Likewise, as used herein in the specification and claims, the terms “hydrogel” and “polymer hydrogelf’ are each intended to refer to a shaped hydrophilic polymer, e.g., a soft contact lens, which contains imbibed
water in an amount ranging generally from less than 1% to 90% by weight of a shaped polymer. However, it is well recognized that to be completely comfortable to the eye, soft contact lenses for practical application normally contain at least about 25% water, preferably about 30% water, and still more preferably about 35% water, by weight. Accordingly, polymer hydrogels described herein as fabricated from the hydrophilic polymer products of this invention are those containing at least about 25% water by weight.
As previously stated, the hydrophilic copolymers of this invention are obtained by the simultaneous polymerization and cross-linking, in the presence of a free radical polymerization catalyst, of a mixture of:
(a) a hydroxy containing acrylate or alkacrylate;
(b) a nitro-substituted aryl acrylate or methacrylate;
(c) a cross-linking agent.
The hydroxy containing acrylates and alkacrylates and which are used in the copolymerization as component (a) may be represented by the structural fonnula:
*1‘ 1" CH2=C-‘COO-(-Cl-IZ—CI-I-—O'),7I~I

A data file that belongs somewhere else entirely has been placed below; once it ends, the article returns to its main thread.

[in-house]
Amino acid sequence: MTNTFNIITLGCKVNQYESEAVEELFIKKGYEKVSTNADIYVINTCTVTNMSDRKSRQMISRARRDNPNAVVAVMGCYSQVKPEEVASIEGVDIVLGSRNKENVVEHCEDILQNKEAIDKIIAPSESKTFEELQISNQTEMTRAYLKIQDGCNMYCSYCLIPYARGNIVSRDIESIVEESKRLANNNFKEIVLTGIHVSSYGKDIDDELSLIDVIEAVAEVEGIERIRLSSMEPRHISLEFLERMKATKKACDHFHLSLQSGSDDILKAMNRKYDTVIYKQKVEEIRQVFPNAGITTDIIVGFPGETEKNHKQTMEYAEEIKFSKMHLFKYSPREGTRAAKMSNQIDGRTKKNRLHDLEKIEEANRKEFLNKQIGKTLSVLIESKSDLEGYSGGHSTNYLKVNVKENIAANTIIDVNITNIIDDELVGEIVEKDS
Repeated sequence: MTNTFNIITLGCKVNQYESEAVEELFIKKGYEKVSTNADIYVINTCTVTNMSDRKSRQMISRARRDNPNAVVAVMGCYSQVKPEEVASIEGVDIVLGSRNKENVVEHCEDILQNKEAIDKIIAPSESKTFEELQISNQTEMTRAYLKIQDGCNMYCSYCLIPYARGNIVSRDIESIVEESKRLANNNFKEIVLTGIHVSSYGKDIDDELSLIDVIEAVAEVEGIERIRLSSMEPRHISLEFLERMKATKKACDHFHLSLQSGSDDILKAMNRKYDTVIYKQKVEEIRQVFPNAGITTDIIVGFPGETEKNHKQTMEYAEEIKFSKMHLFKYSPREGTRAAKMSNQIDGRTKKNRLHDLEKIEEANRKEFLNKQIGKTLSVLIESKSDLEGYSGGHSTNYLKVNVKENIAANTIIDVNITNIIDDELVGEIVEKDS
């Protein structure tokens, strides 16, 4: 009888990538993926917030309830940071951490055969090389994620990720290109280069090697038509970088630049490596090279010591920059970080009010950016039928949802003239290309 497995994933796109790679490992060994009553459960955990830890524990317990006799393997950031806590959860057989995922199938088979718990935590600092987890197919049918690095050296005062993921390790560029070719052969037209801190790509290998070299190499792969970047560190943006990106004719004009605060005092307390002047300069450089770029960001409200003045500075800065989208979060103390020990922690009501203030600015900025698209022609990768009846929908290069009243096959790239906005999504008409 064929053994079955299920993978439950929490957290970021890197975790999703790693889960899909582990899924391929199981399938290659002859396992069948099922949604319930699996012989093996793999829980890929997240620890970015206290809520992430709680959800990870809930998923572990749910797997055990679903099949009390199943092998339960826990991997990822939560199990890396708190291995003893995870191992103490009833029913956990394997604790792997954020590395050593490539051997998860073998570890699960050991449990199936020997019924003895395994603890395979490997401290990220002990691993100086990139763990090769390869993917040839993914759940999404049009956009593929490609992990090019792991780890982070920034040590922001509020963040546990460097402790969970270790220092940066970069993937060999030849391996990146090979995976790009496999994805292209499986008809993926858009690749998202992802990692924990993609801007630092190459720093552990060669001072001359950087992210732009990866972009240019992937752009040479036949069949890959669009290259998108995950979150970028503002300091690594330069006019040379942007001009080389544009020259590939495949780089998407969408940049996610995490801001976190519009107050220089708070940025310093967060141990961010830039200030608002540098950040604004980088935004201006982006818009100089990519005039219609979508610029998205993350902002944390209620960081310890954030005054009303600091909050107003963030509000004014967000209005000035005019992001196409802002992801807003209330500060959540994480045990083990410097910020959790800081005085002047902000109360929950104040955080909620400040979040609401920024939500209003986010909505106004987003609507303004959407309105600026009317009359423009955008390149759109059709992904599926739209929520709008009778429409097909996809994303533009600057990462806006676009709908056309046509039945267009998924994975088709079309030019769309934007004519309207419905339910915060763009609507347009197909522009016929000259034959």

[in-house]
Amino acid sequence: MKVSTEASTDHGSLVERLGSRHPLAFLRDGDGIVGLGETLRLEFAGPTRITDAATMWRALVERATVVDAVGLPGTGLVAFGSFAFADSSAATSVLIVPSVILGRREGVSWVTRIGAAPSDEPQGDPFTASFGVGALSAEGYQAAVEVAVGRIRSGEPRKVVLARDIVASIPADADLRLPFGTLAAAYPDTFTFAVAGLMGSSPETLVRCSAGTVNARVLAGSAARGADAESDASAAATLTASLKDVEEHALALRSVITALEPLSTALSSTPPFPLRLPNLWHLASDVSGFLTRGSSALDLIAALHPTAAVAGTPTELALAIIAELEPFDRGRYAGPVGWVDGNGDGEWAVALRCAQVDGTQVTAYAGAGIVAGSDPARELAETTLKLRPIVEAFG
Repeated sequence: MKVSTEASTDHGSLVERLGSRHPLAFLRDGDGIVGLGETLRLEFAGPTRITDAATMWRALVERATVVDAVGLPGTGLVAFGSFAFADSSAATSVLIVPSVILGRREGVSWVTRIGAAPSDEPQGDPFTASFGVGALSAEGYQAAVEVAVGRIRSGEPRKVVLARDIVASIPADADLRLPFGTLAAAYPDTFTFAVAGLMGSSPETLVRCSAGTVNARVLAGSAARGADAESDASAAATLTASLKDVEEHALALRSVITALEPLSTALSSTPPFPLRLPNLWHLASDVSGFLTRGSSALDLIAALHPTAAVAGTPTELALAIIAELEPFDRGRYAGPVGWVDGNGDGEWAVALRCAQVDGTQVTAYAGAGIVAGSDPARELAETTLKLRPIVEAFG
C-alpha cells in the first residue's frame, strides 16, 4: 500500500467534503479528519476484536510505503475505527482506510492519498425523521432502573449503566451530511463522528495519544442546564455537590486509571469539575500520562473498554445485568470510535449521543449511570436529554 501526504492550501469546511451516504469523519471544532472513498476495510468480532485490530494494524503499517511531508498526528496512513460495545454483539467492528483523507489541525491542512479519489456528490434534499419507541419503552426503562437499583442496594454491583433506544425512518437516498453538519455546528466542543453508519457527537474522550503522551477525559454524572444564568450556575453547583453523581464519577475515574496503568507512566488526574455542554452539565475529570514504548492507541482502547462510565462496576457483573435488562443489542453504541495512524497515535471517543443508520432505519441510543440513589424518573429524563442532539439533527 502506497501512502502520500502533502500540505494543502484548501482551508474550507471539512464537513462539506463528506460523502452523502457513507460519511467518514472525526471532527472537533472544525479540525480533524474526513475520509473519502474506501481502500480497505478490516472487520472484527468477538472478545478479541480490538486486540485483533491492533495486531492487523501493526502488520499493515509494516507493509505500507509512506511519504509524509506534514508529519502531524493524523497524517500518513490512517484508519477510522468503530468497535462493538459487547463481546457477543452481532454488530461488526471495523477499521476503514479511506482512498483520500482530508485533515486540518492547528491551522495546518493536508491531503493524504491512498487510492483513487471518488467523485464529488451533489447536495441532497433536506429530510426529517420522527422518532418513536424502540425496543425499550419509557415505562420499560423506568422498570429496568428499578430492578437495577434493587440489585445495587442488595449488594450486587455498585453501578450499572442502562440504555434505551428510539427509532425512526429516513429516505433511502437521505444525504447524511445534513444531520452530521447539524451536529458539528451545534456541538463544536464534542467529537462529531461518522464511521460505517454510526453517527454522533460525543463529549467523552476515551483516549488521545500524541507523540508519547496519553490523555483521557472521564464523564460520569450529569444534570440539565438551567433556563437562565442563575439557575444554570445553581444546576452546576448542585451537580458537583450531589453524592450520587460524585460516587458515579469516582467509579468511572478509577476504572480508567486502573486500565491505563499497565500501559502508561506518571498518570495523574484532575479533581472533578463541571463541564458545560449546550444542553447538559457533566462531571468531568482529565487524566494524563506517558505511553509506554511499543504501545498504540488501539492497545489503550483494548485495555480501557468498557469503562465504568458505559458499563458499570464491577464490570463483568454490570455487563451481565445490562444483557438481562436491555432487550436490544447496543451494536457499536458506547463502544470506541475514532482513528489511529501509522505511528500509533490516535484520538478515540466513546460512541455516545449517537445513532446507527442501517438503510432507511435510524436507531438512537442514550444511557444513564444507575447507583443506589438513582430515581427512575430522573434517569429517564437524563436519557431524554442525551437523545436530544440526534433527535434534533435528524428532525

wherein R represents hydrogen or alkyl of from 1 to about 6 carbon atoms; R’ represents hydrogen or alkyl of from 1 to about 6 carbon atoms, preferably hydrogen, methyl or ethyl; and n is an integer of l to about 6. Such hydroxy containing acrylates and alkacrylates and may correctly be called glycol and polyglycol monoacrylates and monoalkacrylates. They are well-known in the art and may be obtained by the alkoxylation of an alphamethylene carboxylic acid, e.g., acrylic or methacrylic acid, with a vicinal alkylene oxide, such as ethylene oxide, propylene oxide or the like, until the desired amount of alkylene oxide has been reacted with the alpha-methylene carboxylic acid. Specific hydroxyalkyl acrylates and alkacrylates suitably employed as component (a) of the polymerization mixture include hydroxyethyl methacrylate (1-IEMA), hydroxypropyl acrylate (I-IPA), and hydroxypropyl methacrylate (HPMA). Normally, these monomers comprise at least about 93% by weight of the reaction mixture and of the copolymer product prepared. Percentages of the monomers preferred at present are from about 94% to 99.4%, by weight of the reaction mixture and product, with percentages ranging from 98% to 99.4% being the most preferred. The particular monomer presently preferred is hydroxyethyl methacrylate (I-IEMA).